Making It Up: Generative Adversarial Networks

Goodfellow et al. at Google Brain published Generative Adversarial Nets (GANs) in 2014 that turned the machine learning world on its side. In the past, neural networks had only been used for classification and regression, but these researchers developed a way to generate synthetic data that looks at least somewhat real. Nvidia submitted a study early into this development that generated fake celebrities. The major caveat was (and mostly still is) this methodology has only been applied to generating images using convolutional neural networks; however, more researchers are finding more expansive uses. In this post I will be using MNIST: a popular data set composed of thousands of handwritten numbers such as the following:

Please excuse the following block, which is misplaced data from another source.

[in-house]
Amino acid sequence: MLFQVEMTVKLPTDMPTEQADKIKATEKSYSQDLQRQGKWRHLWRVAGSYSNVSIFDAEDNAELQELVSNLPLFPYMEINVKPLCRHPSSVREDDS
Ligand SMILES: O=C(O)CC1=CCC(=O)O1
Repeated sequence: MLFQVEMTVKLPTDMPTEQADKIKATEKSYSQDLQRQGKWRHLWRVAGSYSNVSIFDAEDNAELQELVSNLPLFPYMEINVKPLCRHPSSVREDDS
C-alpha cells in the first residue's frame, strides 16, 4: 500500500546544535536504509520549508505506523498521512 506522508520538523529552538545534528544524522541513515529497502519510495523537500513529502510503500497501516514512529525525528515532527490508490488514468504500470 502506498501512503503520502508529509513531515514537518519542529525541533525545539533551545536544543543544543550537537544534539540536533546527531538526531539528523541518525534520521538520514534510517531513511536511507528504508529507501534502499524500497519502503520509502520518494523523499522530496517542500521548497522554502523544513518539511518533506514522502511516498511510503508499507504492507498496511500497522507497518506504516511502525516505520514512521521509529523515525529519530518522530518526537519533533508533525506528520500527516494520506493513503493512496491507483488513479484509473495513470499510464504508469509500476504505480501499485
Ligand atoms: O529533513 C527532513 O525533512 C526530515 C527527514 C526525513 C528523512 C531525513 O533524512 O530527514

MNIST sample digits

Photo credit to GitHub user czala in repo https://github.com/cazala/mnist

I will first present the common architecture of a GAN as well as the theory behind its operation, followed by an example implementation that generates instances of these handwritten digits.

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